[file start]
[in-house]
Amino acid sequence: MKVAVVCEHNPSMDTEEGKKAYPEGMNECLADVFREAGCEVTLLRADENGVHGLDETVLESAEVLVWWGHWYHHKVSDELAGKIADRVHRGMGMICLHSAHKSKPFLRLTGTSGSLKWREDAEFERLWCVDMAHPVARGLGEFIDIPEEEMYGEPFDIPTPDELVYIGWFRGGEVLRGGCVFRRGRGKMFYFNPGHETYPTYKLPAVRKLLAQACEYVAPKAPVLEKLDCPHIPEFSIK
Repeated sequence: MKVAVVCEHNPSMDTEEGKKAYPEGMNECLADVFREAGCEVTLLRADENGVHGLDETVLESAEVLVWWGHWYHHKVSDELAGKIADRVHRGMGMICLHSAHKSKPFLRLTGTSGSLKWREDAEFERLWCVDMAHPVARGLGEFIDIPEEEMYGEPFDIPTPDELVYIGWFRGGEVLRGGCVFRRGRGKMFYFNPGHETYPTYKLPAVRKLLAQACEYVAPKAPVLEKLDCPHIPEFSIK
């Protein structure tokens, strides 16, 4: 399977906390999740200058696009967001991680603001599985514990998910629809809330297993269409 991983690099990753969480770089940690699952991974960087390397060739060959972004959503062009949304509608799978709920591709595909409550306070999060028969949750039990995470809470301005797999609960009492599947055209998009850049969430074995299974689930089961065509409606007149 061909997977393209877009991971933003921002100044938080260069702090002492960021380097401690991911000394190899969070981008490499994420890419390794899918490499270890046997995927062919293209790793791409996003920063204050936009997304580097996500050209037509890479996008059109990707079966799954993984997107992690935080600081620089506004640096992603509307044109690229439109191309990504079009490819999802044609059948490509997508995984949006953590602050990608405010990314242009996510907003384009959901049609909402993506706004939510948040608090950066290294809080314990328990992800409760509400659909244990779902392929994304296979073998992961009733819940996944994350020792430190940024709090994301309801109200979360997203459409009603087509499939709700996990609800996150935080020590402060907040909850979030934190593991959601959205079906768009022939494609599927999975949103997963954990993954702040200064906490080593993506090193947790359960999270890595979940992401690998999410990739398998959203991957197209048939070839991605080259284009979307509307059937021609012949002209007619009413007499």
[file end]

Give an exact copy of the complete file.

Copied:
[in-house]
Amino acid sequence: MKVAVVCEHNPSMDTEEGKKAYPEGMNECLADVFREAGCEVTLLRADENGVHGLDETVLESAEVLVWWGHWYHHKVSDELAGKIADRVHRGMGMICLHSAHKSKPFLRLTGTSGSLKWREDAEFERLWCVDMAHPVARGLGEFIDIPEEEMYGEPFDIPTPDELVYIGWFRGGEVLRGGCVFRRGRGKMFYFNPGHETYPTYKLPAVRKLLAQACEYVAPKAPVLEKLDCPHIPEFSIK
Repeated sequence: MKVAVVCEHNPSMDTEEGKKAYPEGMNECLADVFREAGCEVTLLRADENGVHGLDETVLESAEVLVWWGHWYHHKVSDELAGKIADRVHRGMGMICLHSAHKSKPFLRLTGTSGSLKWREDAEFERLWCVDMAHPVARGLGEFIDIPEEEMYGEPFDIPTPDELVYIGWFRGGEVLRGGCVFRRGRGKMFYFNPGHETYPTYKLPAVRKLLAQACEYVAPKAPVLEKLDCPHIPEFSIK
């Protein structure tokens, strides 16, 4: 399977906390999740200058696009967001991680603001599985514990998910629809809330297993269409 991983690099990753969480770089940690699952991974960087390397060739060959972004959503062009949304509608799978709920591709595909409550306070999060028969949750039990995470809470301005797999609960009492599947055209998009850049969430074995299974689930089961065509409606007149 061909997977393209877009991971933003921002100044938080260069702090002492960021380097401690991911000394190899969070981008490499994420890419390794899918490499270890046997995927062919293209790793791409996003920063204050936009997304580097996500050209037509890479996008059109990707079966799954993984997107992690935080600081620089506004640096992603509307044109690229439109191309990504079009490819999802044609059948490509997508995984949006953590602050990608405010990314242009996510907003384009959901049609909402993506706004939510948040608090950066290294809080314990328990992800409760509400659909244990779902392929994304296979073998992961009733819940996944994350020792430190940024709090994301309801109200979360997203459409009603087509499939709700996990609800996150935080020590402060907040909850979030934190593991959601959205079906768009022939494609599927999975949103997963954990993954702040200064906490080593993506090193947790359960999270890595979940992401690998999410990739398998959203991957197209048939070839991605080259284009979307509307059937021609012949002209007619009413007499």